We all may have wanted clear skies and pleasantly crisp fall weather- perfect for strolling and window shopping. We wanted the tents and displays and visual appeal to look as we had intended. We likely wanted our young learners to see the fruits of their efforts through some hard-earned profits. Naturally, we wanted their risks to pay off and their landings to be soft.

Yet, this isn’t really the way the world works and our heroes learned perhaps one of the most important lessons in business and in life- that things don’t always go the way you want. There will always be things, like the weather, that you can’t control. Ultimately, what we really want for our young learners is an entrepreneurial mindset: resilience, adaptability, and grit- character traits born from struggle, from unplanned events and bumpy landings.

These are the skills they will need to launch into the world as successful adults. These are the skills our heroes displayed in spades yesterday, adding a new story of perseverance and grit to our own growing collection as a community.

In reflecting on yesterday’s events, I can’t help but glean some wisdom from The Rolling Stones. As they say, “You can’t always get what you want- But if you try sometimes, you might find, you get what you need.”

(Repost from November 11, 2018)

How Much Screen Time?

By Lauren Quinn, Co-Founder & Head of School

How much screen time do learners have at The Village School? This is a question I am often asked by prospective parents.

I get it. As parents who value time outside, physical activity, and face-to-face interactions, our family has always been largely “low tech”, perhaps even “screen averse” relative to the role screens/technology plays in the lives of many modern families. For us, it has always had more to do with whatever valuable activity was being replaced by “screen time”, than the idea that time interacting with technology was inherently bad. So it might seem strange that I am now the director of a school in which technology is a significant part of its learning design. Let me explain. Actually, let Laura Sandefer, Acton Academy Founder explain.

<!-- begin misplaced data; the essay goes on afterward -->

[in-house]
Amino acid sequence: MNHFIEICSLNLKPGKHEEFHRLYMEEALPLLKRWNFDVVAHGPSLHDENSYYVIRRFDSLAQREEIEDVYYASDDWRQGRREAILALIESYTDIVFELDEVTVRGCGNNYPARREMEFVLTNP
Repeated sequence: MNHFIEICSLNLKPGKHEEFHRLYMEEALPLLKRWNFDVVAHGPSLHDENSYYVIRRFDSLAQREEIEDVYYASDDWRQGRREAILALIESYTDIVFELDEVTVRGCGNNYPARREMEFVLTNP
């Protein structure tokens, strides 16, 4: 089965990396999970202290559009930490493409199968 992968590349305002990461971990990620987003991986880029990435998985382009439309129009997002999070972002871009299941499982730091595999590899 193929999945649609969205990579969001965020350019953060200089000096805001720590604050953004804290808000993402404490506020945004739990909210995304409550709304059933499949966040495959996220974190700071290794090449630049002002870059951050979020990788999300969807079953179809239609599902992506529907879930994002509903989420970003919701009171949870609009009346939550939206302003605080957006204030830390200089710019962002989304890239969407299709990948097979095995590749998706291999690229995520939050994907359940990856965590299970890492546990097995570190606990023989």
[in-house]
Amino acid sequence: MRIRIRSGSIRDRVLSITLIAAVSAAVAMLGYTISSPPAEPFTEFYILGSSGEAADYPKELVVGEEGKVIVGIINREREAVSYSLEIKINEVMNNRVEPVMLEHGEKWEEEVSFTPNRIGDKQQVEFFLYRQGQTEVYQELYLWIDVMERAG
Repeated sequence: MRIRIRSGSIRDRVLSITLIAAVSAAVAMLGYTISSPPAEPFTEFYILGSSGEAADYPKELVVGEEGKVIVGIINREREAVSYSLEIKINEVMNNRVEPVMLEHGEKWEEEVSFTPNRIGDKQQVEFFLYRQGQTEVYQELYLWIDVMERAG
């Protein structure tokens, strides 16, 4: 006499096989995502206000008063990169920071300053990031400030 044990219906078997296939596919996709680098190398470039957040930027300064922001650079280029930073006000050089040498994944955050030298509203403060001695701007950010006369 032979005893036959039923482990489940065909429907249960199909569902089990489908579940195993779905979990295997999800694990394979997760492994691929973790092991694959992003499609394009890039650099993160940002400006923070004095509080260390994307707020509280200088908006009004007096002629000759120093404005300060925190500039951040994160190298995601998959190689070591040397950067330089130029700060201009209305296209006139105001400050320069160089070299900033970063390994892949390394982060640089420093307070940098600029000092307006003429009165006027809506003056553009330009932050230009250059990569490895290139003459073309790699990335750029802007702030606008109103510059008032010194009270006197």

“The vision of students glued to the screen hour after hour is what many people have when they hear “online learning.” The reality at Acton Academy shatters this image and sets us apart from schools that use technology as a band-aid on a traditional school paradigm that simply doesn’t work. We live in an unprecedented time in history. Technology propels us into new ways to do school and think about our world. At our little school, we grasp this opportunity and use the gift of technology to help us deliver individualized core skill curriculum; experience the extraordinary beauty and wonder of the world through sites like Google Earth; Skype with new friends around the globe; and grapple with stunning ideas shared via TED talks and other online resources. Our students apply this new knowledge and ideas in solving the meaningful life problems presented in our project work.”